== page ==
They’re normally high-end five-day retreats, and I’ve hosted them all over the UK and Eire. We have a Rise Fierce private Facebook group for women – or anyone who identifies as a woman – to meet one another for cold water swimming. It’s been a great resource to create lasting communities everywhere. In contrast to where I started in the competitive worlds of surfing and modelling, I have made some of my best friends through cold-water swimming.
Keen To Try Wild Swimming? Sophie Says…
1) It’s a Natural High
The brain has a limited bandwidth and the cold forces you to focus on the intense sensations and your breathing, which doesn’t leave you much capacity to worry about daily chores and life’s stresses. Entering cold water gives you mental calmness and awakens you to your inherent physical robustness. The hit of dopamine and endorphins – the feel-good chemicals the brain produces – will leave you feeling high after each swim.
2) The Science
Cold water swimming is said to boost the immune system and improve circulation and libido. Although there is a whole raft of anecdotal evidence that cold water immersion can help cure modern diseases such as Crohn’s, arthritis, psoriasis and depression, scientists are still reluctant to support this because there is so little data. Cold water may be a placebo. So what? It works for me even if we don’t know precisely why.
Having a shared experience in which you are both vulnerable and exposed, but also empowered and resilient, is a bonding force – it’s like a glue in your friendship. I also love the accessibility of the sport: almost anyone can do it regardless of age, gender or income, and there are places with dedicated facilities for people with disabilities. You don’t need a wetsuit or any expensive equipment, just a dash of courage and a couple of friends.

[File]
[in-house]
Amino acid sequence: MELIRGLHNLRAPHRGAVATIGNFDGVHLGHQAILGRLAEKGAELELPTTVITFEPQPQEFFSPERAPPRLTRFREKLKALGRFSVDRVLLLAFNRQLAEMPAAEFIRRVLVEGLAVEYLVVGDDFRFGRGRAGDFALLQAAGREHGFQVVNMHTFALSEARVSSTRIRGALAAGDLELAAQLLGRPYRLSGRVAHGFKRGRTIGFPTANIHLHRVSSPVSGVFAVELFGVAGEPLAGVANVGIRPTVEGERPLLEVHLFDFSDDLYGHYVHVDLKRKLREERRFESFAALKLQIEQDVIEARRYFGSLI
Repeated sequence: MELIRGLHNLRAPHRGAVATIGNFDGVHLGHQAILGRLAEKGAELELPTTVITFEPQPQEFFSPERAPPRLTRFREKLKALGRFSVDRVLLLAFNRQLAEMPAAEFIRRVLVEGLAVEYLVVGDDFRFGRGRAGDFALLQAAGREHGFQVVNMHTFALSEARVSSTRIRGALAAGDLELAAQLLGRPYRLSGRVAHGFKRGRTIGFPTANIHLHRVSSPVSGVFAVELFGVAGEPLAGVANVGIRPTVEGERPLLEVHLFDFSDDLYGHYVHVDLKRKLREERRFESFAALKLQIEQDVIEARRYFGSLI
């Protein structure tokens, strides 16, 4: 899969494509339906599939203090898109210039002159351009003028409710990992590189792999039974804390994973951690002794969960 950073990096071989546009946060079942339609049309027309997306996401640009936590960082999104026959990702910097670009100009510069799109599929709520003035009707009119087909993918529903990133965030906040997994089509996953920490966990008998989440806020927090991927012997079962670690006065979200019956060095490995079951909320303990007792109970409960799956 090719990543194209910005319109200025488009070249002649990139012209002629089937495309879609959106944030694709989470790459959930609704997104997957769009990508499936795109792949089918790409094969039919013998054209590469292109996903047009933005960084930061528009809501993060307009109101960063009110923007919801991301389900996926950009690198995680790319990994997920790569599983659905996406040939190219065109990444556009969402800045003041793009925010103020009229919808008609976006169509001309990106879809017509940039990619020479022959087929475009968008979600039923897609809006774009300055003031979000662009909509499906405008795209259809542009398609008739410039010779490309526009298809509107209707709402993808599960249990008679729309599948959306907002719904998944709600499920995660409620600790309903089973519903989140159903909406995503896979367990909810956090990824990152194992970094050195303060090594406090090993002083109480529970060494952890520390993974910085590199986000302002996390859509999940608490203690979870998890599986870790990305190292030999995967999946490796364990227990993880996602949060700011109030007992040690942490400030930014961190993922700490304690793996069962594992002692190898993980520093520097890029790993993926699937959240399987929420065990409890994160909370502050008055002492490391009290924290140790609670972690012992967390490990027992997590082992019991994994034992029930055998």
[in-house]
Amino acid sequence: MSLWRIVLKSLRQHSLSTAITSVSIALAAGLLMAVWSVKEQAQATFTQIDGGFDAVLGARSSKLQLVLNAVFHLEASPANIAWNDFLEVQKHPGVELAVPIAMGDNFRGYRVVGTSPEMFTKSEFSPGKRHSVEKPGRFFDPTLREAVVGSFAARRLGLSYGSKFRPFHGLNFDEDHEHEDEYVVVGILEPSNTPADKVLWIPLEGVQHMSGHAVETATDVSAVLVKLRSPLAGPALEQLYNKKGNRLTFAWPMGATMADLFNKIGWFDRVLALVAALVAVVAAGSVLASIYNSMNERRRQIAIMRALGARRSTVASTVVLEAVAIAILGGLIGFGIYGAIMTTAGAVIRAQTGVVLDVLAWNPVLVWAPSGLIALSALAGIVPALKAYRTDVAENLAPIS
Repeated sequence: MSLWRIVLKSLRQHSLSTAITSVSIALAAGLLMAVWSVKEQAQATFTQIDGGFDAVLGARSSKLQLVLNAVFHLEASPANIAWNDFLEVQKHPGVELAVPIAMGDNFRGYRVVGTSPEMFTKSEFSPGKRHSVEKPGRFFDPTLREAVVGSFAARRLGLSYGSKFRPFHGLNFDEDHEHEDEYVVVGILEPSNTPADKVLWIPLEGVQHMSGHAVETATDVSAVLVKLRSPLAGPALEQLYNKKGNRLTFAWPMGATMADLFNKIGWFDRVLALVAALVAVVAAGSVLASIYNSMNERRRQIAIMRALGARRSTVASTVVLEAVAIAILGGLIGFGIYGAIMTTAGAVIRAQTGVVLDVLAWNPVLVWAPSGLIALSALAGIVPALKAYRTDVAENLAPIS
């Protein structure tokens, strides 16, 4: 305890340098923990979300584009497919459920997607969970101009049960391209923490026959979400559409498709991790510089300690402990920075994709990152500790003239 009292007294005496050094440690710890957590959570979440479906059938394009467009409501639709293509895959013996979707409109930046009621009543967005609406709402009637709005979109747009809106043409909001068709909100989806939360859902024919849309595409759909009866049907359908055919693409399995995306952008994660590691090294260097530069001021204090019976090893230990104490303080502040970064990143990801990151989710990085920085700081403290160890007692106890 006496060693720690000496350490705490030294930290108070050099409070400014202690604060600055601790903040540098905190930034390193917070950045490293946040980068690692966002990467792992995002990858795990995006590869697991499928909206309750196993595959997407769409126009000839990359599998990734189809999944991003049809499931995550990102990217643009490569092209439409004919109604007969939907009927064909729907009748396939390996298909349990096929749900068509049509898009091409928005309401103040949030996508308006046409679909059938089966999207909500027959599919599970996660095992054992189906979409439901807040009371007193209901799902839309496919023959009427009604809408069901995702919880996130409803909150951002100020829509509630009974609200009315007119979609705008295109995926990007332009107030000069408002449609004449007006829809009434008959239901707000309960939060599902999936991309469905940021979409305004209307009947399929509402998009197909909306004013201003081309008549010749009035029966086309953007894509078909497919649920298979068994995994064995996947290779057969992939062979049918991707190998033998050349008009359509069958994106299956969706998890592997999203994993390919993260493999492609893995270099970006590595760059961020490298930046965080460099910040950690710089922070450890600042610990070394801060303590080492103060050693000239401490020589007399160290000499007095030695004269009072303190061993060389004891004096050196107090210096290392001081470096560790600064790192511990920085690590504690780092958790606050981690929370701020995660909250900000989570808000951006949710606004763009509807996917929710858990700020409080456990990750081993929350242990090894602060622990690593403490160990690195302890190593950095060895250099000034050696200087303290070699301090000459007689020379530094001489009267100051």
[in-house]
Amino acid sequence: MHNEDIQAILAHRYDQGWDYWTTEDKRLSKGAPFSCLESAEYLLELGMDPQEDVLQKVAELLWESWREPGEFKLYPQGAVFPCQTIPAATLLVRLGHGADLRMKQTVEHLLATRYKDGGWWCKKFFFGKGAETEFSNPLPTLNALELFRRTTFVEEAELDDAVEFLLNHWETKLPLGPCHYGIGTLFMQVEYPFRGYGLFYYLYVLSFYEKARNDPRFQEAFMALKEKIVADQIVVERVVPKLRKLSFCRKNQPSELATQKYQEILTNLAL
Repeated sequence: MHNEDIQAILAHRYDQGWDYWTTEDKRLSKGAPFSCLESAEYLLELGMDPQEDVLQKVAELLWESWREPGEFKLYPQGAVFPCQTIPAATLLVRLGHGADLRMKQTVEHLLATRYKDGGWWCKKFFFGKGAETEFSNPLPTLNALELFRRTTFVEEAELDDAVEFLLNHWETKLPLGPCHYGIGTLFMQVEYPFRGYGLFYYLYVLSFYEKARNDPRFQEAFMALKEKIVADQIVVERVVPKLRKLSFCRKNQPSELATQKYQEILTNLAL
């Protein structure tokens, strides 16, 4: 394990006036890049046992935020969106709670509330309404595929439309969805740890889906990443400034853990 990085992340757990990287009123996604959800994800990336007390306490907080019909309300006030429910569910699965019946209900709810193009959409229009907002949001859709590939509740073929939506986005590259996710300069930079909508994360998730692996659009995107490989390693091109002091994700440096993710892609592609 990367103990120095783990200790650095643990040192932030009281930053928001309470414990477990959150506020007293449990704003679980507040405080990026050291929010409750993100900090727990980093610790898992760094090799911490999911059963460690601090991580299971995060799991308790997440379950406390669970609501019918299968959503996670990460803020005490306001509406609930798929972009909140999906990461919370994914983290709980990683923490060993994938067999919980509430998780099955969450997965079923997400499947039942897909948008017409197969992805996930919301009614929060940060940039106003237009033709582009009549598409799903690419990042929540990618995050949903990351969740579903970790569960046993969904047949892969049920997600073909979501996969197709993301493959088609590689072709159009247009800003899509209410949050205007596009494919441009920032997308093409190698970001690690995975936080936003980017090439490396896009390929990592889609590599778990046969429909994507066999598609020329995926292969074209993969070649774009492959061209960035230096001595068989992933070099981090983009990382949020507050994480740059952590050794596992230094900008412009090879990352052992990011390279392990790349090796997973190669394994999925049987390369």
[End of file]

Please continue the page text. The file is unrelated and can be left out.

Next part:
4) Back to Nature
The majority of the UK’s outdoor lidos are located in beautiful parks surrounded by acres of trees. Time in nature is proven to reduce stress and the risk of depression, and wild swimming always requires some degree of immersing yourself in the elements. I also think a connection to our natural world is an integral part of protecting the planet’s wellbeing. Why would we care about the environment if we are entirely disconnected from it?
A Word of Caution
Cold-water swimming has many benefits, yet immersion does also account for 7% of all injury-related deaths (WHO, 2014). If you do intend to try it, please read Sophie’s Guide to Cold Water Swimming before you get started.